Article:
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Can it be a year since the last list? Here goes with my favorite 20 releases of 2017. Your tastes are not mine, you will disagree, but maybe there is something here that you might not have discovered, something of beauty that might bring you joy. At one point I thought this might be a thin year; when I got down to making the list I realized there was no filler at the bottom. Exact placement is fuzzy – there are lots of apples and oranges being compared here. Feel free to move any of these up or down a few places in your head.

#1. Taylor Deupree – Somi

Deupree’s Faint from a few years ago is still one of my regular listens and pleasures, and I wonder with hindsight if I should have placed it at number one that year. He gave me another chance with the magnificent, meditative Somi. Loops of single notes from acoustic instruments played at varying intervals are layered and treated to create a fascinating slow dance of beauty and rest. And the deluxe edition packaging was as gorgeous as the music. (Listen)


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Monads – Porya Hatami

Here is the mystery of Monads. It is, by design, not an album of tunes, or even of nice, appealing drones. It is a collection of experiments in sound design, playing with frequencies and the odd bulges, strange eruptions, and frayed edges that emerge when sound itself is subjected to expert duress. It appears on the LINE label, which specializes in rarified noises that would puzzle many of my friends. It is an album that, save for one track, might be a shock to the system of anyone who comes to it from the melodic, pastoral beauty of a previous Hatami album such as Shallow. It is the kind of album where the review ought to be about all the special equipment and arcane techniques employed to wrestle the novel sounds out of the ether.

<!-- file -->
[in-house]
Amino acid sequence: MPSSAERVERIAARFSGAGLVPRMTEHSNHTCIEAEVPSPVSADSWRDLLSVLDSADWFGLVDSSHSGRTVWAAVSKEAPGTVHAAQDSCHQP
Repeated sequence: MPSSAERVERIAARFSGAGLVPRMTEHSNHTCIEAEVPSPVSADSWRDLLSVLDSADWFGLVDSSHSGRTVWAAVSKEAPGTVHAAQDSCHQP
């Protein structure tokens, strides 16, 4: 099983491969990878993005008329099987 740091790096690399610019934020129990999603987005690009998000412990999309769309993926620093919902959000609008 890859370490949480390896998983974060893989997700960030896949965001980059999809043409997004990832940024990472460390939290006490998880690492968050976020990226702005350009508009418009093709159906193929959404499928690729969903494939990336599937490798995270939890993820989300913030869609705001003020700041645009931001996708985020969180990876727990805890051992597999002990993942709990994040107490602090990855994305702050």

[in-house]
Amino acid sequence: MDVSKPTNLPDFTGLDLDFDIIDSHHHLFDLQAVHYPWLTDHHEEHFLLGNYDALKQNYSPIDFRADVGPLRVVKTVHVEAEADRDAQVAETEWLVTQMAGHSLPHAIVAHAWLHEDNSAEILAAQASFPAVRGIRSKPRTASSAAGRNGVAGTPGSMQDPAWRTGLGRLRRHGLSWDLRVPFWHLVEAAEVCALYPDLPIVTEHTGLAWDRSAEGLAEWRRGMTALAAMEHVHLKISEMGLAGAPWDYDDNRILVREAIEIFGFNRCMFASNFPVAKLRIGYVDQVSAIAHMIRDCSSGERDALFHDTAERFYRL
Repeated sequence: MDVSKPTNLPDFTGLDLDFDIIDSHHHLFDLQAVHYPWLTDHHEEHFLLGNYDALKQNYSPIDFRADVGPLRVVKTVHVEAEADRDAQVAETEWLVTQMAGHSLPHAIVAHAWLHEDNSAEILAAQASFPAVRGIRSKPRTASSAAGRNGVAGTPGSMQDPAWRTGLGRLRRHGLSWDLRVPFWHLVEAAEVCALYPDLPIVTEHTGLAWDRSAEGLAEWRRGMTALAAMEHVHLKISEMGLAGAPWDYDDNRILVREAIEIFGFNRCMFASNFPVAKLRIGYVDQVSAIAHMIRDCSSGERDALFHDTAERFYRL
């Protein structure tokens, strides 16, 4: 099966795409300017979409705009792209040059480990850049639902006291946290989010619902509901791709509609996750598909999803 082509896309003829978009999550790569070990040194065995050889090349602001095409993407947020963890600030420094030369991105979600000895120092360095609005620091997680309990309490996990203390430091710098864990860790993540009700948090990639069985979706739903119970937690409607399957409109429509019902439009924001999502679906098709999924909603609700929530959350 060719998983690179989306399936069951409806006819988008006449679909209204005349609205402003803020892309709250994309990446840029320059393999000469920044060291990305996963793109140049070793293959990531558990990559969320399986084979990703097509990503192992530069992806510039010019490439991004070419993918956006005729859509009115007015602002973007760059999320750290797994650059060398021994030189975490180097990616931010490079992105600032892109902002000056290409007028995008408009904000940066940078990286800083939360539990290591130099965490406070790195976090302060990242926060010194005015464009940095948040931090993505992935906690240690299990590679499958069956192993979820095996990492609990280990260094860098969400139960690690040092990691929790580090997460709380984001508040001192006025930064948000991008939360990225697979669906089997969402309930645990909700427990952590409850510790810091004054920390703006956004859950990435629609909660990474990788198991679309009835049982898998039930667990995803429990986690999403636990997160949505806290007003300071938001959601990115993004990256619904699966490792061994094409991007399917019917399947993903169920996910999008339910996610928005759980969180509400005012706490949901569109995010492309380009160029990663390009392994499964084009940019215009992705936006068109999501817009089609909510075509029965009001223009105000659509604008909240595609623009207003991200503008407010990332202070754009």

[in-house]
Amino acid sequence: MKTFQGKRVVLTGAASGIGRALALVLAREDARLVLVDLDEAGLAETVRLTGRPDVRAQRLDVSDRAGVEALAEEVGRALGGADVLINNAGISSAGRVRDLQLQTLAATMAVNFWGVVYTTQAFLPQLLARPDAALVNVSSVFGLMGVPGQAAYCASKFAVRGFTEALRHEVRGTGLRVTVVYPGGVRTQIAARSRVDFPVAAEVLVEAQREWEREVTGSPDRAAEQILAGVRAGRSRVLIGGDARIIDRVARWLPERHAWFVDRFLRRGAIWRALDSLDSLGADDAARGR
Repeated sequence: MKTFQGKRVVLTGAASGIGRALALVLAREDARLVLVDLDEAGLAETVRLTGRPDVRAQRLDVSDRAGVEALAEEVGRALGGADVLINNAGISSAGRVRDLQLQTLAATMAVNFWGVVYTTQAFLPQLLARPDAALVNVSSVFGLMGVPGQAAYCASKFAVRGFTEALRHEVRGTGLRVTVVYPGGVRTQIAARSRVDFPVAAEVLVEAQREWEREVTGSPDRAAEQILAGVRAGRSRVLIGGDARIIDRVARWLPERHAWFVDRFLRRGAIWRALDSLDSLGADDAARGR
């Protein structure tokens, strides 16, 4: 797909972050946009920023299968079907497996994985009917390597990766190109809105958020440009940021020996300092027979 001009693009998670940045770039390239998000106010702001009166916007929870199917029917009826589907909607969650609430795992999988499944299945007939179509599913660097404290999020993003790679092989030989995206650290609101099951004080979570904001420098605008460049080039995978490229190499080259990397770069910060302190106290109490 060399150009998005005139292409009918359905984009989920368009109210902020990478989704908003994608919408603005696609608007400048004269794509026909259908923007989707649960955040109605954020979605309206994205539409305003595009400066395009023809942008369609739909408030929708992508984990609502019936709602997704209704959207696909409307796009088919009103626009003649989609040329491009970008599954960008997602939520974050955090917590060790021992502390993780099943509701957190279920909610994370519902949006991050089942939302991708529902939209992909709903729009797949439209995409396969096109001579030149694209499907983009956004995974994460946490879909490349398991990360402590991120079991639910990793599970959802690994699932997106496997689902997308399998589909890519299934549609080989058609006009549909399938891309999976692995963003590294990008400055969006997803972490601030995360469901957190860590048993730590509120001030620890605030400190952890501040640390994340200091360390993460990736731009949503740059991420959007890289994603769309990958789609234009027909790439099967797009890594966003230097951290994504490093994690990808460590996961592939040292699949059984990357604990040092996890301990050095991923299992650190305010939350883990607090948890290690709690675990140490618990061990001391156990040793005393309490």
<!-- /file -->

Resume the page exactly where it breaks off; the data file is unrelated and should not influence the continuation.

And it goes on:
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         Awakened by Decay – 1 Mile North

This recent release floats up out of a yawning gap, so let’s back up the story a little for anyone who lost the thread. 1 Mile North’s first album, Glass Wars, was a collection of pretty guitar cogitations a little reminiscent in places of some of the quieter moments on How Strange Innocence, the first album by Explosions in the Sky from a year earlier. At the time it was one of quite a few of its kind floating around at the gently lyrical end of the post-rock spectrum. It was the second album, Minor Shadows, released two years later in 2003, that made me sit up and take notice. While somewhat similar in feel to its predecessor, it achieved an increased tautness and sense of purpose and space, moving deftly from sparse beauty to wistful, melancholy drift to occasional pockets of darkness. It did not sound quite like any of its rivals, and it remains one of my most-returned-to albums from the post-rock binge that filled a chunk of my hard drive around that time. It’s a lonely, fragile, contemplative work, and the haunting opener “In 1983 he loved to fly” is to my ear perhaps its finest moment.

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